Rajendra Gautam has filed an FIR in Lucknow, Uttar Pradesh, against fellow veteran journalist Hemant Tiwari under the Scheduled Castes and the Scheduled Tribes Prevention of Atrocities Act, which punishes hate crimes and atrocities against Dalits and Adivasi communities.
Gautum, 44, is Dalit. Tiwari, 56, is Brahmin.
In the FIR, filed on August 3, Gautam accused Tiwari of making casteist remarks against him, his wife and son. Tiwari has denied the allegation.
“I have been tolerating Mr Tiwari since 2019. I couldn’t take it anymore when he started making remarks against my wife and son, so I went to the police and registered the complaint. It was difficult but it had to be done,” said Gautam, who runs two newspapers out of his apartment in Lucknow called Tijarat and Nishpaksh Divya Sandesh.
His colleagues have suggested complaining to the Press Council of India as well, Gautam said, and he was in the process of doing so.
Gautam alleged that Tiwari hurled casteist slurs at him after he declined to back him in the election to the Uttar Pradesh State Accredited Correspondents Committee. The election was held in March 2021 and Tiwari, who has previously worked with Dainik Jagran among other newspapers and now routinely appears as a TV talking head, was elected president.
“He made remarks like ‘Are Chamarue ab media me bhi aayenge kya aur hamain harvayenge?’” Gautam said of Tiwari. “Will the Chamars beat us in the media as well?” Chamar is a casteist slur used against the Dalits.
“It is not my fault that I was born Dalit,” Gautam added. “I do my journalism with utmost honesty and that is why I have become a problem for journalists like Hemant Tiwari. I came from a marginalised background and made it in this profession. I had respect for him but he crossed the line when he dragged my wife and son into this.”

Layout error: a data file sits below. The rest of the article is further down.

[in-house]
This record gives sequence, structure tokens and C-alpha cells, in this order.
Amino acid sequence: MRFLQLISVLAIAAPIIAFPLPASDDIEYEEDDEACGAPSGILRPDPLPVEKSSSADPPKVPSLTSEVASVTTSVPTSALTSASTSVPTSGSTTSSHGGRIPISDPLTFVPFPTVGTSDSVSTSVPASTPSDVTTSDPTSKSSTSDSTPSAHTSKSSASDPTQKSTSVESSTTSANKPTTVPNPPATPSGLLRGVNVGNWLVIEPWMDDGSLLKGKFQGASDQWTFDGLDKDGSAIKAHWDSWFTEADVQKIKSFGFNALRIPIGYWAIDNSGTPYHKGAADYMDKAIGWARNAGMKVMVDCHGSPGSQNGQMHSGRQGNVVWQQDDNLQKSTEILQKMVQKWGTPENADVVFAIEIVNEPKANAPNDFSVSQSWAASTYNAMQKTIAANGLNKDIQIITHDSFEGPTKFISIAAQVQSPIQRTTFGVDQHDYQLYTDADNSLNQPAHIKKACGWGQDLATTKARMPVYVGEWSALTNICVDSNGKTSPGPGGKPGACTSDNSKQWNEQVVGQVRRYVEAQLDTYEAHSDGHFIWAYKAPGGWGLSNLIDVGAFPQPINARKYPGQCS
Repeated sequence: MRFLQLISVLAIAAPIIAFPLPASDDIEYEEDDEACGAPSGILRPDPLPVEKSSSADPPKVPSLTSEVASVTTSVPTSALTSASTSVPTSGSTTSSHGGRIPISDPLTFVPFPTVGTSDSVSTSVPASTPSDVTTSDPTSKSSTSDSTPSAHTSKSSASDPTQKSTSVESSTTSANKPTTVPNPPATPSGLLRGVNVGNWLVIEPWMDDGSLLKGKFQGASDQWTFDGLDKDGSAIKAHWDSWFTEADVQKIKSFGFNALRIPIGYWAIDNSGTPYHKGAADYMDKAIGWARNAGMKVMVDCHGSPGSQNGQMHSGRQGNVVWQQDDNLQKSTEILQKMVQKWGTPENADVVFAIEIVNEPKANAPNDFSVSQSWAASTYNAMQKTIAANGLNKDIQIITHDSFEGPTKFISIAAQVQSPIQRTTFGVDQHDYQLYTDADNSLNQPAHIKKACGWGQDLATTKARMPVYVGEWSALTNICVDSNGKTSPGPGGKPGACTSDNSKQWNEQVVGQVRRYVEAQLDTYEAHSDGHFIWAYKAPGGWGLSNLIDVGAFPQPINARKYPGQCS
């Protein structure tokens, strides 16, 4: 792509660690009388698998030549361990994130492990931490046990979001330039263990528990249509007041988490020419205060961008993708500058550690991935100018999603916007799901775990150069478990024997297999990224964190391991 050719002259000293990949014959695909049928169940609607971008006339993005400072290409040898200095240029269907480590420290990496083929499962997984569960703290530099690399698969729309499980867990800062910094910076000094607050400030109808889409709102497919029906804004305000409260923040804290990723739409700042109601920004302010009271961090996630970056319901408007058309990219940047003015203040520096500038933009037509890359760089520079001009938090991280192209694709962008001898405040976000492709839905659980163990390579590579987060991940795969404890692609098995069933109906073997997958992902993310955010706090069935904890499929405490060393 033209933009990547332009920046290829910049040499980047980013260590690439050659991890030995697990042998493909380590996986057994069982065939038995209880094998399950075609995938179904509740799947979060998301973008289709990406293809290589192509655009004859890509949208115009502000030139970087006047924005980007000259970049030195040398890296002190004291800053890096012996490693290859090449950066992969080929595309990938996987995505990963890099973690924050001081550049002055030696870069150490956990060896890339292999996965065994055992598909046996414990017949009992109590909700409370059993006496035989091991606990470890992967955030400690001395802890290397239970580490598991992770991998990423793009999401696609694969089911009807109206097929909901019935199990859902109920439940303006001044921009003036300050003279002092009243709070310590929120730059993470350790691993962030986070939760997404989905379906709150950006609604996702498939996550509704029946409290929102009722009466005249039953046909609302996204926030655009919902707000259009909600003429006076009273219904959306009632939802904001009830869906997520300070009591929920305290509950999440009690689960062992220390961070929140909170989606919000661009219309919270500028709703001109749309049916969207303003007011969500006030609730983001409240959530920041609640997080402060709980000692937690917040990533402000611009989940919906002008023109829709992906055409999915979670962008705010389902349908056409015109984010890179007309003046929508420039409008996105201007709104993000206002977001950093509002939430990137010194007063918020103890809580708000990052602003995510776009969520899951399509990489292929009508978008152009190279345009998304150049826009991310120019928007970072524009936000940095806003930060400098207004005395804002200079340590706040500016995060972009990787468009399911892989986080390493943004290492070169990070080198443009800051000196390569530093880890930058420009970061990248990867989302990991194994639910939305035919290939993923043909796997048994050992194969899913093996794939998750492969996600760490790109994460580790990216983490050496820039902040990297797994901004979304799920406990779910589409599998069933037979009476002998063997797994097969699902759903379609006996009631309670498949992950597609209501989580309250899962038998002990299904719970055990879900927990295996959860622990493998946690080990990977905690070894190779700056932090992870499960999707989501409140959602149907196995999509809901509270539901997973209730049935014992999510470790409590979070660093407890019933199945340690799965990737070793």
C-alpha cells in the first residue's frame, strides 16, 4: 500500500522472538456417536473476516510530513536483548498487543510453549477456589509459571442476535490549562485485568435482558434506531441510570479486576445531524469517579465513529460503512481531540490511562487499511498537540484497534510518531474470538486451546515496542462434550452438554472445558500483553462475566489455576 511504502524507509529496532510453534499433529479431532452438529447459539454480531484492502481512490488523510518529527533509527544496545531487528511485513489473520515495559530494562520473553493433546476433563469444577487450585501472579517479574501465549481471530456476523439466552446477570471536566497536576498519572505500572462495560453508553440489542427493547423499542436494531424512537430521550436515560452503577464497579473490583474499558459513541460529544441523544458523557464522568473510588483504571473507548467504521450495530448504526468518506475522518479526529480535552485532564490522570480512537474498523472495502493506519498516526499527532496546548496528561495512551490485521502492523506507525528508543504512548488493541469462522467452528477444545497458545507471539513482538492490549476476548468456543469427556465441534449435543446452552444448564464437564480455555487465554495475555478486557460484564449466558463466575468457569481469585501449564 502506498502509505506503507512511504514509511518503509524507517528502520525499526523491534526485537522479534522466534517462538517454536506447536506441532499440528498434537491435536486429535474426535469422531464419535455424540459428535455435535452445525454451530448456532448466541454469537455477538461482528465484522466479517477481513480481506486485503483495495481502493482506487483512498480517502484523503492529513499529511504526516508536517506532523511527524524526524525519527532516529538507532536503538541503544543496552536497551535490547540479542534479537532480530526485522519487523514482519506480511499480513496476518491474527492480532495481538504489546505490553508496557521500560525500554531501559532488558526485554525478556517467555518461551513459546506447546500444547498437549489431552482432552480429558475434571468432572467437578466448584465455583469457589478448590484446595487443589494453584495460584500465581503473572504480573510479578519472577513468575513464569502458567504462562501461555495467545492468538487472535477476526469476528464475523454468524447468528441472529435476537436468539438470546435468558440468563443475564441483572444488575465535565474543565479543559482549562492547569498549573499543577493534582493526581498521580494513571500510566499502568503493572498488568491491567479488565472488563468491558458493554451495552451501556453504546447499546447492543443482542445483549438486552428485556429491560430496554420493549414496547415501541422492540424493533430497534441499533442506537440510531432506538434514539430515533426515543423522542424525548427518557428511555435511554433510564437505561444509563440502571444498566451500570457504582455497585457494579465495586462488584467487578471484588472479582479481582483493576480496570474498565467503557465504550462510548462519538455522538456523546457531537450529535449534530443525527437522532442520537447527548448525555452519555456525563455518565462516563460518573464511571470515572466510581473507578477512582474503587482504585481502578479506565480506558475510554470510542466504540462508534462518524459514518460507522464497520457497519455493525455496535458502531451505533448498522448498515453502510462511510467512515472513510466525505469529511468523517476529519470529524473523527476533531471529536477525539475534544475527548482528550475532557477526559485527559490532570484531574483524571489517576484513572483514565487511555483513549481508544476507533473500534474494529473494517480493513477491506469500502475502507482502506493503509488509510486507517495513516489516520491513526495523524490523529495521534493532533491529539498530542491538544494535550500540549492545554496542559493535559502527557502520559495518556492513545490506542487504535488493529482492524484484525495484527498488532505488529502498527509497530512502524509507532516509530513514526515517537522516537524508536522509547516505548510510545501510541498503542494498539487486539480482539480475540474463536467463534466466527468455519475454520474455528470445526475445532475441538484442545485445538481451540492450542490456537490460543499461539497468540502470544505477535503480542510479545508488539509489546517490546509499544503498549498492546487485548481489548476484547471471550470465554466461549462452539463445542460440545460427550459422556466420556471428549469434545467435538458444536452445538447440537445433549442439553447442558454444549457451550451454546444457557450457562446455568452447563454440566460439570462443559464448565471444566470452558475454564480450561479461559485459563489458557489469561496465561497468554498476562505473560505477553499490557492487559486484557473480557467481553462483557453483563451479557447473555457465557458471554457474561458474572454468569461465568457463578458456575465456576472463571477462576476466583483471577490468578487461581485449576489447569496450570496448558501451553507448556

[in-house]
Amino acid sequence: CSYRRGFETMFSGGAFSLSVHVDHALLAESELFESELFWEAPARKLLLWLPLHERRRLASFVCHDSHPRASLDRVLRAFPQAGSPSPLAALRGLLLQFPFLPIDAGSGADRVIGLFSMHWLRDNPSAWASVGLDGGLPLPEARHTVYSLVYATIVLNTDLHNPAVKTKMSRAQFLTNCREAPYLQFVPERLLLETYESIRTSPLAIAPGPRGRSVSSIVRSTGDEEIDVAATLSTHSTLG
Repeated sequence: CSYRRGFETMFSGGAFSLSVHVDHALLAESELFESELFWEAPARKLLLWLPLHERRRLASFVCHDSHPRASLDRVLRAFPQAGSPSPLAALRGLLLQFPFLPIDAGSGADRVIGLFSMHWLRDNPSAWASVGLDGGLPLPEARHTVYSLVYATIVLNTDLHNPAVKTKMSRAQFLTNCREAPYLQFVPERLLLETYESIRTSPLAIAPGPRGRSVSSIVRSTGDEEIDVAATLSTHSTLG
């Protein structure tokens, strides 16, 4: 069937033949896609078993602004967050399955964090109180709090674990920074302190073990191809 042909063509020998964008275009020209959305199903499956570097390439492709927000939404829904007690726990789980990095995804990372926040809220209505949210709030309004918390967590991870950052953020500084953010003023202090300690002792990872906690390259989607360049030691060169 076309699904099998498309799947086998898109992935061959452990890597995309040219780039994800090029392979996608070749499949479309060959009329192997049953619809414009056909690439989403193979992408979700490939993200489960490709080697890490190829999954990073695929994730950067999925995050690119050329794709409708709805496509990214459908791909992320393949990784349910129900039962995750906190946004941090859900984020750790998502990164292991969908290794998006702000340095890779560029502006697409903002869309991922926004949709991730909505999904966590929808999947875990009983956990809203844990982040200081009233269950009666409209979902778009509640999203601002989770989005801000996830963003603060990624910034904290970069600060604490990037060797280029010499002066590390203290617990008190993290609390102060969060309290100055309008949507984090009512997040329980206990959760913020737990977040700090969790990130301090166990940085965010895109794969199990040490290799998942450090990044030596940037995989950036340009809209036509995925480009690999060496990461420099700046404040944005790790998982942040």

Hemant Tiwari heads UP State Accredited Correspondents Committee. I Facebook
A couple of weeks earlier, Tiwari had filed an FIR against Gautam’s wife Rekha Gautam and son Nirbhay Raj under the Press and Registration of Books Act, the Information Technology Act and the Indian Penal Code, accusing them of harassing and defaming him by publishing a “baseless report” in their newspapers and circulating it on the internet.
Rekha is the editor of Nishpaksh Divya Sandesh and Tijarat; Nirbhay is a correspondent.
The newspapers have previously been the subject of two anonymous complaints to the Press Information Bureau seeking a look into their circulation figures and the volume of government ads they received based on those figures. Gautam claimed the two newspapers have a combined circulation of 6,000 copies. This correspondent could not verify the number independently.
“Rajendra Gautam has been trying to defame me for a while now, for reasons best known to him. I never hurled any casteist abuse at him,” Tiwari said. “I have been in this profession for 34 years and this is the first time such an allegation has been levelled against me.”
Tiwari termed Gautam’s FIR against him a “misuse” of the Atrocities Act, not least because it does not specify “the date or time of the abusive remarks”. “This is a vindictive step against me by this person who is not a journalist, but a blackmailer,” Tiwari charged. “He tried to throw mud at me thinking I would bow down but he did not realise that my hands were clean. Now my police complaint has scared him, so he’s misusing the Atrocities Act to put me behind bars.”
The escalating conflict, meanwhile, has caused consternation within Lucknow’s journalist fraternity. “Journalists should always remember that they help set the standards in society. They should stick to those standards and not become the news themselves,” said Ratan Mani Lal, former Dainik Bhaskar editor, describing the conflict as “unfortunate”. “But the use of casteist slurs, that too by a journalist, can’t be justified.”